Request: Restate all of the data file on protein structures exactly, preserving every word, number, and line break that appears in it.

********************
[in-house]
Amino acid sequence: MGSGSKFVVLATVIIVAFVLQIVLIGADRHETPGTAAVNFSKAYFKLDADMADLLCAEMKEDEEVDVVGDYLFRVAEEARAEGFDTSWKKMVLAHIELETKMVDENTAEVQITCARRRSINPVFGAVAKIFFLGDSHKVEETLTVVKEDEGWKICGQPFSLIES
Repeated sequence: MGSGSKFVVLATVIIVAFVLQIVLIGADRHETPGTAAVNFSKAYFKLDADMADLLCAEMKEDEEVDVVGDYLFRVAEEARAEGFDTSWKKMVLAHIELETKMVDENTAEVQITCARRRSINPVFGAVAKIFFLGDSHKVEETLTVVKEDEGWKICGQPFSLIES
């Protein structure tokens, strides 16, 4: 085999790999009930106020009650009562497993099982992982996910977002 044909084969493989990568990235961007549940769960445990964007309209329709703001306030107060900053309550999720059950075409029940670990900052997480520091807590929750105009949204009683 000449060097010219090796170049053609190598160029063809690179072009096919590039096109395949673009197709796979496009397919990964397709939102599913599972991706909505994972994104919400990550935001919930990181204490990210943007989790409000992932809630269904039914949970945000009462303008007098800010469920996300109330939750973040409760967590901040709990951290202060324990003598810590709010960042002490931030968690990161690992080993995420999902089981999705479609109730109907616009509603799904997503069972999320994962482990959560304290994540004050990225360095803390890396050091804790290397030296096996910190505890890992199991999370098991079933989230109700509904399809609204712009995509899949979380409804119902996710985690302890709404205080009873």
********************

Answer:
[in-house]
Amino acid sequence: MGSGSKFVVLATVIIVAFVLQIVLIGADRHETPGTAAVNFSKAYFKLDADMADLLCAEMKEDEEVDVVGDYLFRVAEEARAEGFDTSWKKMVLAHIELETKMVDENTAEVQITCARRRSINPVFGAVAKIFFLGDSHKVEETLTVVKEDEGWKICGQPFSLIES
Repeated sequence: MGSGSKFVVLATVIIVAFVLQIVLIGADRHETPGTAAVNFSKAYFKLDADMADLLCAEMKEDEEVDVVGDYLFRVAEEARAEGFDTSWKKMVLAHIELETKMVDENTAEVQITCARRRSINPVFGAVAKIFFLGDSHKVEETLTVVKEDEGWKICGQPFSLIES
């Protein structure tokens, strides 16, 4: 085999790999009930106020009650009562497993099982992982996910977002 044909084969493989990568990235961007549940769960445990964007309209329709703001306030107060900053309550999720059950075409029940670990900052997480520091807590929750105009949204009683 000449060097010219090796170049053609190598160029063809690179072009096919590039096109395949673009197709796979496009397919990964397709939102599913599972991706909505994972994104919400990550935001919930990181204490990210943007989790409000992932809630269904039914949970945000009462303008007098800010469920996300109330939750973040409760967590901040709990951290202060324990003598810590709010960042002490931030968690990161690992080993995420999902089981999705479609109730109907616009509603799904997503069972999320994962482990959560304290994540004050990225360095803390890396050091804790290397030296096996910190505890890992199991999370098991079933989230109700509904399809609204712009995509899949979380409804119902996710985690302890709404205080009873």